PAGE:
Back to Fiona's Finding Service
Back to Index | Previous page | Next page

ORIGIN OF THE MACKAY FAMILY

There is a pretty general agreement that the MacKays and Forbeses sprang from the same stock, or were closely connected in the distant past. Sir Robert Gordon of Gordonston, son of Alexander, 11th Earl of Sutherland, and tutor of John, 13th Earl, during his minority, wrote a history of the Earldom of Sutherland about 1630, which gives a vast amount of information, not only about the Sutherland family, but about the MacKays, Sinclairs, and many other northern clans. Sir Robert, however, is notoriously unjust to every family who did not happen to be on friendly terms with his own, and particularly so to the MacKays, whom he bastardizes with great freedom. His hostile spirit towards this family is nakedly shown in the Farewell Letter of Advice, of which we give extracts in our Appendix No 36. Sir Robert says that the MacKays sprang from "one called Walter, reported by some to have been the bastard sone of the Lord Forbese his predicessour, who at that time was not yet of the surname of Forbese". [Earldom of Sutherland page 302]. This Walter, he proceeds, became chamberlain to the Bishop of Caithness, married his daughter, and obtained from the said bishop church lands in Strathnaver. From the long genealogical account which follows, Walter must have lived about 1150 - a period sufficiently remote to preclude any knowledge of his legitimacy or otherwise, we should say. The only fact which interests us presently in this account is the statement that the MacKays and Forbeses were supposed to have had a common origin.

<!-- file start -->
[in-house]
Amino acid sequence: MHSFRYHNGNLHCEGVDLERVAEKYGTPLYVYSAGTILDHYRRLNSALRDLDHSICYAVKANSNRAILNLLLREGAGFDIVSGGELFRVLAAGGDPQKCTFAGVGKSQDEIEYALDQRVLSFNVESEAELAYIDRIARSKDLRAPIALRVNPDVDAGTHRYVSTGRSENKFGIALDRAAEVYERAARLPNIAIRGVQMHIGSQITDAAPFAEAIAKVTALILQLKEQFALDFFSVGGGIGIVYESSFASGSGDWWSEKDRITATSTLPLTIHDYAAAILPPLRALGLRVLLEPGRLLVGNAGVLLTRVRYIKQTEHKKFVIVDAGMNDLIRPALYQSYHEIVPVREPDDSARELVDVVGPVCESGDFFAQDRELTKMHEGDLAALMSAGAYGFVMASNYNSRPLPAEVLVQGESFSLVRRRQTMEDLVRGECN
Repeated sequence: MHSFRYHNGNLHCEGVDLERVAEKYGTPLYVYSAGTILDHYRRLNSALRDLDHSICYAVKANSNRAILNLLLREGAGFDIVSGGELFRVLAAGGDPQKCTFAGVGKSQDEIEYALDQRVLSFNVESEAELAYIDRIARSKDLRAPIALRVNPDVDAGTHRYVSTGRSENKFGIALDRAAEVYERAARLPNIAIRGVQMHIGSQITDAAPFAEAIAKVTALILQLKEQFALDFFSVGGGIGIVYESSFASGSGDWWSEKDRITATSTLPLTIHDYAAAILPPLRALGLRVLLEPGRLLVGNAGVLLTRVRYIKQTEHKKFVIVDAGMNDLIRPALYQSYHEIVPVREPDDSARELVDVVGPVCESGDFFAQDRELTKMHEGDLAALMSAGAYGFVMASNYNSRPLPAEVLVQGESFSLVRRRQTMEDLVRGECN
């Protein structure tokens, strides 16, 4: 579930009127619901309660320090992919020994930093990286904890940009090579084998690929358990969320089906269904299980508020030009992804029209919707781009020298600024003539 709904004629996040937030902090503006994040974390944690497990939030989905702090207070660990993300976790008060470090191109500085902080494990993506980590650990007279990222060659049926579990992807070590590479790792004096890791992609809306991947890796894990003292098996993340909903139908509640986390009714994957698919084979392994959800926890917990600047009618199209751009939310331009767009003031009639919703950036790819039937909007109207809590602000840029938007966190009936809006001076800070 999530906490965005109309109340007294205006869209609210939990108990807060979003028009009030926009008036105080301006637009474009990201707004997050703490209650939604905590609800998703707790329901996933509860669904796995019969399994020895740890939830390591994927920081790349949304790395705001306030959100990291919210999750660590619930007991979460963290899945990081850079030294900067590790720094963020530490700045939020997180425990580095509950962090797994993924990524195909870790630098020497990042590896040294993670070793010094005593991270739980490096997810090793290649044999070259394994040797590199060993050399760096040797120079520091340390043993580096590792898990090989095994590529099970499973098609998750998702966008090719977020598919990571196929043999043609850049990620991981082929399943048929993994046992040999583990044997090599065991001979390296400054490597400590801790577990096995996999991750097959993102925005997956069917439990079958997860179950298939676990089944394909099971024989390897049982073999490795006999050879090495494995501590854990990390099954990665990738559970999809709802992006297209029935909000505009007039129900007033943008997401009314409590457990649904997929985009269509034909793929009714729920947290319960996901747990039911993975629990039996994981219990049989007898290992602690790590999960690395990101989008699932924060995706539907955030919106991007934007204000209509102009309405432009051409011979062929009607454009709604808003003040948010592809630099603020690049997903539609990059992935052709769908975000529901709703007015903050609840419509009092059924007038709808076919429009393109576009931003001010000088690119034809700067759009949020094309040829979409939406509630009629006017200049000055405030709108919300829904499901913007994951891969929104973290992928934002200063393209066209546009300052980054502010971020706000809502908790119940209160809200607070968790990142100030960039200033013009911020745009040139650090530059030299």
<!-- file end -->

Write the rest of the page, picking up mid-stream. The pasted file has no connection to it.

In 1652 the eccentric Sir Thomas Urquhart of Cromarty wrote the True Pedigree and Lineal Descent of the most Ancient and Honourable Family of Urquhart, in the House of Cromarty, from the Creation of the World until the year of God 1652. He solemnly tells us that in the 8th century of the Christian era Vocompos, head of the House of Cromarty, "had to his second brother one named Phorbas Urquhart, and Hugh to the third; of whom, some few hundred years after that, the names of Forbes and Mackay had their beginning". We laugh at Sir Thomas' crazy genealogies, but note the fact that he records the MacKays, Urquharts, and Forbeses were of the same stock.